Though peridot is one of the more obscure birthstone gems and hasn’t recently been in favor with fashionistas and gem connoisseurs, it was once one of the most prized gemstones in the world.  A very old gemstone, peridot is one of the twelve on the breastplate of Aaron in the Bible.  But somewhere along the way, peridot became so rare and unfamiliar that it was confused with other gemstones like emerald and green tourmaline. Only since modern science has been applied to gemology have some of the great gemstones in royal collections turned out to be peridot.

In spite of its exile from public consciousness, peridot has a rich history. Isiacs in Egypt believed that they could commune with their goddess by drinking out of peridot cups. The Egyptians also fashioned elaborate peridot beaded jewelry and called peridot the “stone of the sun.” Hawaiians believed that peridots they found on sandy beaches were the teardrops of their volcano goddess.

In terms of lore, peridot is strongly associated with nighttime, dreams and eloquence. Ancients believed it warded off anxiety and orators wore peridot beaded jewelry to grace their speeches with luck. Ancient mariners wore the stone to ward off nightmares.

Peridot clocks in at a respectable 6.5-7 on the Mohs scale, making it harder than obsidian but not as hard as aquamarine. Still, it doesn’t scratch easily and requires next to no care, which makes it ideal for birthstone jewelry and everyday wear. As for the valuation of peridot, it depends upon the color. The purer and more vibrant the stone, the higher its value. Peridots tinged with brown, however, are considered less valuable.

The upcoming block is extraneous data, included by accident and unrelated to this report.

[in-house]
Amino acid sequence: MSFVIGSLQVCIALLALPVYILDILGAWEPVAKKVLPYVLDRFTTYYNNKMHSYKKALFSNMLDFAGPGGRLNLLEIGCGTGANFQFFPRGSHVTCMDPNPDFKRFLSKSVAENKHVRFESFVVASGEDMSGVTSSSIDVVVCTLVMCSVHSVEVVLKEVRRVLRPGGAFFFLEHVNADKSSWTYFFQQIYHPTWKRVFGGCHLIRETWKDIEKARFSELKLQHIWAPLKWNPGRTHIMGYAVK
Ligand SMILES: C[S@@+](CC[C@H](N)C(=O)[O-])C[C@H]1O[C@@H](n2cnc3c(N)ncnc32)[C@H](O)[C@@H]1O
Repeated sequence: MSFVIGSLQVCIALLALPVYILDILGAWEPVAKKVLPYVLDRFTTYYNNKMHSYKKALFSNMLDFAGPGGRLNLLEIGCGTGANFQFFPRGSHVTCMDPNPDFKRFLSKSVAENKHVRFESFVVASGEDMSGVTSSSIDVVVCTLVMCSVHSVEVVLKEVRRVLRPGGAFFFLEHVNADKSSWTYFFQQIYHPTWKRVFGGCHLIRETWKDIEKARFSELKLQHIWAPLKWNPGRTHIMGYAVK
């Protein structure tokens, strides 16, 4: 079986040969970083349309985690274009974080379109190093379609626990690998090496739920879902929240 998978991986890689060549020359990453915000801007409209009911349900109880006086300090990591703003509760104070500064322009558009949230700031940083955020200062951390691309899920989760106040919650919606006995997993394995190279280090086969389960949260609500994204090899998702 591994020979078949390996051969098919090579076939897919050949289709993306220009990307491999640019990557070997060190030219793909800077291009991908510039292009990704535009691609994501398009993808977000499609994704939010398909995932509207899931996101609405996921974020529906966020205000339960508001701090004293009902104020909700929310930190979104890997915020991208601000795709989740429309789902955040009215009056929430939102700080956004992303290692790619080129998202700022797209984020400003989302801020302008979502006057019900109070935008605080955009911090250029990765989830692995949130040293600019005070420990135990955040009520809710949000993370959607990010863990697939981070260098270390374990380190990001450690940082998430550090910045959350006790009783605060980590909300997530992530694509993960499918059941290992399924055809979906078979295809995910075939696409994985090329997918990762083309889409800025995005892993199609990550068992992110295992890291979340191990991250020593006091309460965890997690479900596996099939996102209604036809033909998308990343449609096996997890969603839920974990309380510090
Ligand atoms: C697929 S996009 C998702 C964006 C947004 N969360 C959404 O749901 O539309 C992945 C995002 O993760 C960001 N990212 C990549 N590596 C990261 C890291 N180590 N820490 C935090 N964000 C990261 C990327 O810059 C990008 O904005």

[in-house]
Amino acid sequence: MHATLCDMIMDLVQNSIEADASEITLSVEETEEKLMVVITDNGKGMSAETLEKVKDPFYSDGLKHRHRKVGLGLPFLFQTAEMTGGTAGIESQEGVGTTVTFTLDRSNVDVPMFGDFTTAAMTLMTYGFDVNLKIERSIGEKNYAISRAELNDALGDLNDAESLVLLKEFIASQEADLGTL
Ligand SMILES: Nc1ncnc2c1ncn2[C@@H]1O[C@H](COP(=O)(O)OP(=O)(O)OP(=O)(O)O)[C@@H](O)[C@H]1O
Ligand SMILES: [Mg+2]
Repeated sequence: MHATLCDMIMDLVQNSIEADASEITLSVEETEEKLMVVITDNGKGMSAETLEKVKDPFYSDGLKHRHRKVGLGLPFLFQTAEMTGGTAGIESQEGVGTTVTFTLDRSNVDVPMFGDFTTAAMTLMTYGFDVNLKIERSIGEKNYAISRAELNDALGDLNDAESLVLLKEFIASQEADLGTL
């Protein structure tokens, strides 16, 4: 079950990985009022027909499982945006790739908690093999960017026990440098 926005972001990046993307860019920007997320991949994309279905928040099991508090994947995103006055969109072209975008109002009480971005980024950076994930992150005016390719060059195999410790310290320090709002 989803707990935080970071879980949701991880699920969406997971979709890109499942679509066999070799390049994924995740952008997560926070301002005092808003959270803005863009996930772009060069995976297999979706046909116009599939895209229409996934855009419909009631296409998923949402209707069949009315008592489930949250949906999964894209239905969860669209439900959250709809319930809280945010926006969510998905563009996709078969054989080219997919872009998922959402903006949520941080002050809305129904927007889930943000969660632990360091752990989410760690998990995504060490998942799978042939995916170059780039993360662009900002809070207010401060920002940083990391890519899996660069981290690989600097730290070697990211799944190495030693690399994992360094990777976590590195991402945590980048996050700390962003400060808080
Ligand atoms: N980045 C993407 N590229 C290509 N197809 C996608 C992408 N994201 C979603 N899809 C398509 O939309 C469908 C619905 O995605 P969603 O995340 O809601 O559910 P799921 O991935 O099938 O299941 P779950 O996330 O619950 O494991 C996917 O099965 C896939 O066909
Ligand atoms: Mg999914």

The actual, as opposed to commercial, rarity of peridot is in some dispute.  For many years, peridot was found only on a desolate isle near Egypt, so rare as to make it fall out of fashion. However, lower quality peridot discoveries in Pakistan and even Arizona have flooded the market and put this gemstone into an accessible price range.

During August, at summer’s close, the nights are short and the darkness held at bay. So too did our ancestors believe peridot kept away night terrors with its cheerful glow. As such, August’s birthstone is a sentimental favorite--like catching a lightning bug in a jar and wearing it in remembrance all year.

Links:

International Colored Gem Association on Peridot

Wikipedia on Peridot